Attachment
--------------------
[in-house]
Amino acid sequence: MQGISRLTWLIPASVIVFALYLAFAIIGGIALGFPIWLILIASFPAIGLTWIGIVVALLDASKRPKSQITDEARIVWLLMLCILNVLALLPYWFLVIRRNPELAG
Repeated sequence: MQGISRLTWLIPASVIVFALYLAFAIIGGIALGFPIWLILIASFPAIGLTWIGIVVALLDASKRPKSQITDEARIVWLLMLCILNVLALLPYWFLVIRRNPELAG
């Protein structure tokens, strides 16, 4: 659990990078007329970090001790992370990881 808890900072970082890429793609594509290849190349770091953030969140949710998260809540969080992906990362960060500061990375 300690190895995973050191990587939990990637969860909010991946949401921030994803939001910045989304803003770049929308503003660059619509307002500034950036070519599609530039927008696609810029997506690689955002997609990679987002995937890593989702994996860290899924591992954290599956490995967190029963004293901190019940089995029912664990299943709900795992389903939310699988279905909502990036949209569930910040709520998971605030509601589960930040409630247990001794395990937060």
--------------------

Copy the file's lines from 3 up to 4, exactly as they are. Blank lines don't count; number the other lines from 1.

Repeated sequence: MQGISRLTWLIPASVIVFALYLAFAIIGGIALGFPIWLILIASFPAIGLTWIGIVVALLDASKRPKSQITDEARIVWLLMLCILNVLALLPYWFLVIRRNPELAG
């Protein structure tokens, strides 16, 4: 659990990078007329970090001790992370990881 808890900072970082890429793609594509290849190349770091953030969140949710998260809540969080992906990362960060500061990375 300690190895995973050191990587939990990637969860909010991946949401921030994803939001910045989304803003770049929308503003660059619509307002500034950036070519599609530039927008696609810029997506690689955002997609990679987002995937890593989702994996860290899924591992954290599956490995967190029963004293901190019940089995029912664990299943709900795992389903939310699988279905909502990036949209569930910040709520998971605030509601589960930040409630247990001794395990937060």